How racism holds Black women back from leadership positions
By Collins Maina
In 2021, there were two CEOs who were Black women in the Fortune 500 ranking of America’s largest companies. This is notable because it is the first time in history that this has happened. In fact, despite making up nearly seven per cent of the U.S. workforce, only four Black women have ever held the top position at a Fortune 500 company.
Black women are woefully underrepresented in leadership positions in North American businesses. A new study from the UBC Sauder School of Business finds that stereotypes about Black women put them at a serious disadvantage in the workplace.
Stereotypes such as the “angry Black woman trope” perpetuate the assumption that Black women are hostile, aggressive, overbearing and ill-tempered. These stereotypes are also extended to Black women in leadership roles.
In this Q&A, UBC Sauder Assistant Professor and co-author of the study, Dr. Jon Evans, discusses the research findings as well as some insights for supervisors to address these biases.
How was this study conducted?
For the study, we recorded videos of actors – Black and white, men and women – who played employees receiving negative performance feedback from their supervisor.
In the first series of videos, the actors showed they disagreed with the negative feedback, but they didn’t display anger; in another series, they raised their voices and made clear they were angry. In each case, the actors followed the exact same script; the only differences were their race and gender.
Then, we recruited more than 300 study participants to watch one of the videos, then answer three categories of questions about the employee’s response:
- Was the response the result of internal or external factors (i.e., was it the person or the situation that triggered the behaviour?)
- Is the employee a high performer?
- Does the employee have potential to be a great leader?
What did you find?
We found that when the employee was a Black woman, participants were more likely to attribute her anger to internal factors rather than external ones. Black women also received lower performance ratings and leadership evaluations.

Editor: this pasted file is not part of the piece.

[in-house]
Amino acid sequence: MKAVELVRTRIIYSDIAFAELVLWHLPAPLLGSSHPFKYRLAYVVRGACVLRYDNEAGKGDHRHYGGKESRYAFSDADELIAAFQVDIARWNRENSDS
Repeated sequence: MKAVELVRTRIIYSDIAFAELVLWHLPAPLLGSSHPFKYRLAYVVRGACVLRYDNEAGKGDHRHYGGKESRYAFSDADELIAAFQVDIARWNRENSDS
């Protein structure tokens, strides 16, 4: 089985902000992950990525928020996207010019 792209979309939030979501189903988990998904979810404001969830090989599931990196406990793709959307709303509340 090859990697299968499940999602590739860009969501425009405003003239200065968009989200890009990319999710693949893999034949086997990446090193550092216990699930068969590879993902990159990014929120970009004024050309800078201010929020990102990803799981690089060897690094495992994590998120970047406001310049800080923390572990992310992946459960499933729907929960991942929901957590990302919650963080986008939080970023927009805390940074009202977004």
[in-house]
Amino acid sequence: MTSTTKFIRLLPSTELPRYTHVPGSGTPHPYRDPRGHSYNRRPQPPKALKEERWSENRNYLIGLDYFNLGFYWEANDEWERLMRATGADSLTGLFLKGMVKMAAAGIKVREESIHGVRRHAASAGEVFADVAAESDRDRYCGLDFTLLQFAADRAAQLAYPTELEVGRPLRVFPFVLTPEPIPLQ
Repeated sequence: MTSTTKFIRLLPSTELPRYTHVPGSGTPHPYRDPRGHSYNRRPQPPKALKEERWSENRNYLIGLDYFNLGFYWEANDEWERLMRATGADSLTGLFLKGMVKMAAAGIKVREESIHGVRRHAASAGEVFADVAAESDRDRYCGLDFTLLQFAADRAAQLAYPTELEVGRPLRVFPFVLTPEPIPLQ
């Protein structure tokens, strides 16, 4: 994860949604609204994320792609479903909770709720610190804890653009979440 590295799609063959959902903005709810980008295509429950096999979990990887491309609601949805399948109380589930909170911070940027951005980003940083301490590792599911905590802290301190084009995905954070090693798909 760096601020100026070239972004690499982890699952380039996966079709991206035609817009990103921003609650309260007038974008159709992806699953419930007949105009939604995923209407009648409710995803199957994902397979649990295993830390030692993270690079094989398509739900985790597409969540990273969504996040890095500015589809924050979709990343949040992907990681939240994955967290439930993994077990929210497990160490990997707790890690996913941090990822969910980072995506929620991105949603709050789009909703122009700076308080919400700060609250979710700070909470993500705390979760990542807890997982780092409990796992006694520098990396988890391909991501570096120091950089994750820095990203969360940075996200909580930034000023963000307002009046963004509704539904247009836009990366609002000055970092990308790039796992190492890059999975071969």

Interestingly, there were no differences between Black and white men, which implies the stereotype is specific to Black women. What’s more, the race and gender of the participants who answered the questions did not affect the results—in other words, Black women were just as likely as white men to be influenced by the stereotype.
To eliminate the possibility of bias based on the actors’ physical appearances, a second, similar experiment was conducted using only women voice actors. The participants were not told the race of the audio clip actor, but we did use traditionally Black (Lakeisha) and white (Claire) names, and more than 97 per cent of participants correctly identified the race of the voice actor. Again, participants were more likely to attribute Black women’s anger to personal characteristics, which in turn led to poorer rankings when it came to performance and leadership potential.
What do these results suggest about the effects of this stereotype?
Participant responses suggest that the “angry Black woman” stereotype can generate significant negative effects on career progression and contribute to the feeling of being constrained at work.
It seems likely that someone facing this stereotype would experience a lot of stress and anxiety about those moments when some expression of anger is natural and may be very important to a workplace situation. The act of suppressing one’s true self at work is going to negatively impact relationships, dealing with difficult circumstances, performance and ultimately advancement.
What are some ways supervisors can address these biases?
We hope that providing research about the impacts of racism, such as this harmful stereotype, can be helpful in addressing its effects. First, research suggests that when people are made aware of different biases, they are more likely to recognize and challenge them. Thus, if supervisors can learn about the effects this bias has on them, they can be more mindful and better equipped to examine their own conclusions about expressed anger at work. We recommend asking questions to learn about the circumstances surrounding the event, rather than relying upon quick judgments.
We also believe that this information can strengthen allyship efforts. Potential allies can intervene in these types of situations by asking questions about the external circumstances and challenging assumptions made about others.
Collins Maina is a writer with UBC Media Relations. This article was republished on January 25, 2022. This article is republished from UBC News. You can read the original article here. If you are interested in republishing this article, please contact UBC Media Relations.